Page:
Challenging articles of faith

The pursuit of a refreshed vision for psychodynamic therapy for children and young people, whilst acknowledging the contribution of long-established psychoanalytic theory and practice, nevertheless necessitates a critical examination of this theory and practice and its historical biases. Psychotherapy trainings together with many other areas of professional endeavour that prepare students for practice, pay tribute to the works and wisdom of their founders. As the sociologist

Thomas Scheff (2003) explains, each culture (from which the scientific community is not immune) generates and reflects a variety of assumptions that are never fully declared or critically discussed, thus contributing to the maintenance of the status quo. These ruling assumptions are understood as ‘tropes’ which in turn give rise to a variety of linguistic and mental routines. Within child psychotherapy training as well as adult psychoanalytic training, similar sacrosanct doctrines prevail in which there is an adherence to the theories and life works of many remarkable and innovative pioneers who have made enormous contributions to our understanding of human psychology. The problem however is, that there is a serious risk that these theories, so illuminating in their time, have now become embedded and repeated as articles of faith in the various training schools. This has the potential to create an environment in which it is difficult to examine these theories critically in the light of changing circumstances, as well as for new ideas and theory to flourish.

The various embedded articles of faith also make it difficult to overturn rigid views about how psychotherapy for children should be practised. We find that what was original and innovative in the work of the pioneers of psychoanalysis with adults and children, has in some cases stagnated into doctrine. For example, the ‘true gold’ of child psychotherapy is almost always construed as long-term psychotherapy, sometimes over years. The further justification is that only long-term psychotherapy enables the full panoply of psychopathology to unfold. This leads us to question whether whilst we may as practitioners be fascinated by the complexity of the psychopathology; does this actually ensure that the patient gets better? In this regard, the researcher and psychotherapist Jonathan Shedler (2010) who has championed the contribution of psychodynamic psychotherapy, refers to what he describes as the preoccupation with style over content in the therapeutic discourse with respect to endlessly debating what ‘really’ constitutes psychotherapeutic treatment. For example, whether it is frequency of sessions or lying on the couch. In this regard Shedler reminds us that ‘psychoanalysis is an interpersonal process not an anatomical position’ (Shedler, 2010, p.9). In his examination of the scientific evidence to support the efficacy of psychodynamic psychotherapy (2010), Shedler makes the point that the earlier resistance to disseminate this evidence in contemporary research circles, is connected at least in part in the United States, to past ‘psychoanalytic arrogance and authority’ of the hierarchical exclusive medical establishment. This has played a part in creating a negative view of psychodynamic thinking amongst many mental health professionals who have gone on instead to embrace the promise of cognitive behavioural therapies. Psychoanalyst Otto Kernberg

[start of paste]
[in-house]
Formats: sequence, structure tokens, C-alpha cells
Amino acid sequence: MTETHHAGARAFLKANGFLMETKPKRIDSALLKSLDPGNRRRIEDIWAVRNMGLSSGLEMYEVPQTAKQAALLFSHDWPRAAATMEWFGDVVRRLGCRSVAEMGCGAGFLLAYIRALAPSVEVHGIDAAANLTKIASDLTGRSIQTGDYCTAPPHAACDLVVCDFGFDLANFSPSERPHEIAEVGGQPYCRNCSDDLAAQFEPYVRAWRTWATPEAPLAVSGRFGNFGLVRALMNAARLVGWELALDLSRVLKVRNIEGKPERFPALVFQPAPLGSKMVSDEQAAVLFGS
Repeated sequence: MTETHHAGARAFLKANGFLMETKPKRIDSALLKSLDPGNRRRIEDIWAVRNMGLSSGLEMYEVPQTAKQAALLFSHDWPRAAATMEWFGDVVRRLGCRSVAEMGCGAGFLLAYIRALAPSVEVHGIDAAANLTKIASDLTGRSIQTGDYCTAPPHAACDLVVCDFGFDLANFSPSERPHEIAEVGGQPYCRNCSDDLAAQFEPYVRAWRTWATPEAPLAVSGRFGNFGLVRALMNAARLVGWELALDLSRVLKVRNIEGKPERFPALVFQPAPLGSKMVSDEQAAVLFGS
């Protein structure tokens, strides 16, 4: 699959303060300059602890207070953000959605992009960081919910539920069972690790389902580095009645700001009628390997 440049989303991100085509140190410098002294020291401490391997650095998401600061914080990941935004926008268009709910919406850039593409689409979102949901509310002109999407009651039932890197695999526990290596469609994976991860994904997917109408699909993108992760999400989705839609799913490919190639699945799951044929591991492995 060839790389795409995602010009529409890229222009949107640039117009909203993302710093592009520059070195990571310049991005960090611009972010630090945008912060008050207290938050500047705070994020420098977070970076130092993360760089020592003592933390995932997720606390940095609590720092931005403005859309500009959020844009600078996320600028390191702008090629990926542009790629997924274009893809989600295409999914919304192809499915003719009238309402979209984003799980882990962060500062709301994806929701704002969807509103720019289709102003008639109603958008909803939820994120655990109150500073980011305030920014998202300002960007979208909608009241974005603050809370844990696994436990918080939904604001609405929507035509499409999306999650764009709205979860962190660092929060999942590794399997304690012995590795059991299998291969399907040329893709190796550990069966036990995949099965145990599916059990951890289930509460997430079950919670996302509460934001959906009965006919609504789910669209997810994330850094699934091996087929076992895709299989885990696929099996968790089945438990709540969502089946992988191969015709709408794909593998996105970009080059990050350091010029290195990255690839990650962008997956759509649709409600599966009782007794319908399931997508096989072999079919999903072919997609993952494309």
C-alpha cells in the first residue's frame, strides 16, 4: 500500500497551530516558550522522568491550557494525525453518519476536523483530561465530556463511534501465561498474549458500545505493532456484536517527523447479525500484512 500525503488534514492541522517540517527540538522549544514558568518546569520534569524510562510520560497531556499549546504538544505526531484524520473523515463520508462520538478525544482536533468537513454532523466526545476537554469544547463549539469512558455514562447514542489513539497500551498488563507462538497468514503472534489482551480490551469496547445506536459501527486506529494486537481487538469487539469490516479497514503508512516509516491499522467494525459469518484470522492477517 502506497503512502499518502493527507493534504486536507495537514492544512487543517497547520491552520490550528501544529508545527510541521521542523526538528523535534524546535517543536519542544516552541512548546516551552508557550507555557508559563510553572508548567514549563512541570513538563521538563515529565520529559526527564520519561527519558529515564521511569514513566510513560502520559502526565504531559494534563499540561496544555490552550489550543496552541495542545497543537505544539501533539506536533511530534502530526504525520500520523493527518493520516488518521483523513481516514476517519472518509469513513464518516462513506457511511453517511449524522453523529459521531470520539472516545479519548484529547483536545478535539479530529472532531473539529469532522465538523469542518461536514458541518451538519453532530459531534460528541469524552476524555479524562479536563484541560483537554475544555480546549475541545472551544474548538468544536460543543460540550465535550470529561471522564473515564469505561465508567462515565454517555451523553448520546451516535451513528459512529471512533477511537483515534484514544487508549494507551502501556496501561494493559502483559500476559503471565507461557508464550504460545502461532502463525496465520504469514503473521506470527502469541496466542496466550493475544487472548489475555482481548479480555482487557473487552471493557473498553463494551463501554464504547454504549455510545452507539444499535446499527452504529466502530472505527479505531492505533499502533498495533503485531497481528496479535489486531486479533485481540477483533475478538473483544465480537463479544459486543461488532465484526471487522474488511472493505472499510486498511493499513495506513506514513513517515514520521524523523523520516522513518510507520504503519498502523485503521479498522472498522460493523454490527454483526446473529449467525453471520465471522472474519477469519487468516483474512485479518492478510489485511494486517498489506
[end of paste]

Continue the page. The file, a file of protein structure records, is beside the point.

(2014) goes further in his critical assessment of what he describes as the ‘underlying authoritarian structure of psychoanalytic education’ which he states has infantilised candidates, whilst creating a self-protective isolation from ideas that present alternative views and positions.

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